VW notes that its stock price was only impacted from 18 September when the US environmental violation was announced, and it had no prior knowledge that this would happen due to the behind-the-scenes discussions. And at that point, it still believed the number of cars affected to be a “manageable” one of around 500,000 units, and that fines of a maximum of around “low three digit million” amount would be imposed in the US, in line with recent other cases.

“Additionally, to the best knowledge, the diesel matter appeared to be an issue that could be contained by measures that were common in such cases, including effective technical solutions, and, thus, appeared to be neutral with regard to the company’s stock price,” said VW, which added that the maximum $18billion fine discussed from 18 September “had never been fully applied in other cases to any extent”.

“Once an initial reliable data basis regarding the global risks had been established after the ‘Notice of Violation’, the company promptly published its ad-hoc announcement on 22 September 2015,” VW added.

VW says that after internal and external legal examinations it “confirms its belief that its management board duly fulfilled its disclosure obligation under German capital markets law”.

As such, VW believes that lawsuits from shareholders to be “without merit, since any ad hoc disclosure obligation requires that the persons responsible for the fulfillment of this obligation obtain knowledge of facts relevant for the stock price and can assess the economic effects of those facts”.

Despite this statement clarifying some of the timeline of events, VW says its own investigation into the scandal remains ongoing and is incomplete. “The company is making this public announcement to correct the selective and incomplete publication of documents in the media about the diesel matter and to avoid having partial excerpts of its statement of defense published in the media,” read the statement, which added that VW still “deeply regrets the incidents related to the diesel issue”.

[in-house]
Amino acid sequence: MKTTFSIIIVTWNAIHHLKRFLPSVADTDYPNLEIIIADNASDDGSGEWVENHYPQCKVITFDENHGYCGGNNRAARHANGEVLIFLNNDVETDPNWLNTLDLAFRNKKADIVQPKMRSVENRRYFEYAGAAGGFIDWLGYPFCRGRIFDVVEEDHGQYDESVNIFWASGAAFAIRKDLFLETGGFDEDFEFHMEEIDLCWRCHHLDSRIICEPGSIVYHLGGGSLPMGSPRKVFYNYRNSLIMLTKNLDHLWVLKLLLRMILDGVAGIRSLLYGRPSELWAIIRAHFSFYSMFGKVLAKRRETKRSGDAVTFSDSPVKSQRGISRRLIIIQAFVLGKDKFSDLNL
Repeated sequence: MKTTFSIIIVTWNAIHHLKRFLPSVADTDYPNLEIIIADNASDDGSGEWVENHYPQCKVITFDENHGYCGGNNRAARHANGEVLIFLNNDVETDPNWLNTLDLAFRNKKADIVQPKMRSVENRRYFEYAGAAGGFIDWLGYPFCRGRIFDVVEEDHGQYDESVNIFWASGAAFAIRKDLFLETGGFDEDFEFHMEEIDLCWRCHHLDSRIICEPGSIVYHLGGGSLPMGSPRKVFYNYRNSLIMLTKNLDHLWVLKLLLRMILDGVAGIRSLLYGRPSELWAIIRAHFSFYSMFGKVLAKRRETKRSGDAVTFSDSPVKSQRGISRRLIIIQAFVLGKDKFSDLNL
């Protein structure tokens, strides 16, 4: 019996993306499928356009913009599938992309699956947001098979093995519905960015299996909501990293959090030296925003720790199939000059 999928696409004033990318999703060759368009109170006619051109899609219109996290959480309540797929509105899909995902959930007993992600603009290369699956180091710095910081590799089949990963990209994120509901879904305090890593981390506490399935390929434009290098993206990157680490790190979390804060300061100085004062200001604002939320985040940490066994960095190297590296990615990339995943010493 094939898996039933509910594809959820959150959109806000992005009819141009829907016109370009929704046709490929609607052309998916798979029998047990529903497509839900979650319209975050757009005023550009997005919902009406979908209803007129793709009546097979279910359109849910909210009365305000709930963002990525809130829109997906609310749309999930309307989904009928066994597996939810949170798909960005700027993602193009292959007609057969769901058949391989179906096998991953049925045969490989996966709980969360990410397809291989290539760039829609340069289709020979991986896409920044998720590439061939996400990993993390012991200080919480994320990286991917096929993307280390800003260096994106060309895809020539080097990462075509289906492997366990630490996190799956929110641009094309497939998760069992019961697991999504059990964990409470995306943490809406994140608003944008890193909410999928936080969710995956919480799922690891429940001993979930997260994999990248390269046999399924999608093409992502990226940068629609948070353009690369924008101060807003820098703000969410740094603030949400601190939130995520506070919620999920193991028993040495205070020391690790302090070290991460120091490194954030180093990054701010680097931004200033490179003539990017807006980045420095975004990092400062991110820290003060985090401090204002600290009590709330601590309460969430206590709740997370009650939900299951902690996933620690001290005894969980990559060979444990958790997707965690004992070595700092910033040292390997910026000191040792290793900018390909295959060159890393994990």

VW says that its investigators are sifting through 102 terabytes of data, which is the equivalent of around 50 million books. The preliminary results of the investigation will be published in the second half of April.


Join the debate


3 March 2016
Breaking the law and paying fines was considered part of doing business, apparently. VW sold cars in the US, the largest car market in the world, without reading and understanding the US laws governing vehicle emissions (enacted 1970). Presumably they also sold cars in other countries without any consideration of the laws of those countries. Isn't it the responsibility of the company's CEO to ensure the company operates legally in the jurisdictions it decides to operate in? Shouldn't it have legal teams in place to examine each country's laws? It has long been known that diesel engines produce NOx and that NOx causes lung disease. How could VW use an engine design that did not adequately address this major technical problem? Why, in 2008, did VW stop using the Mercedes Bluetec system? Obviously they thought they could game and cheat their way past the various national emissions laws. Rotten and unethical from the top down! The US Clean Air Act does not have criminal penalties but Canadian law allows 3 yrs and South Korea 7. Lock up Piech, Winterkorn and the others!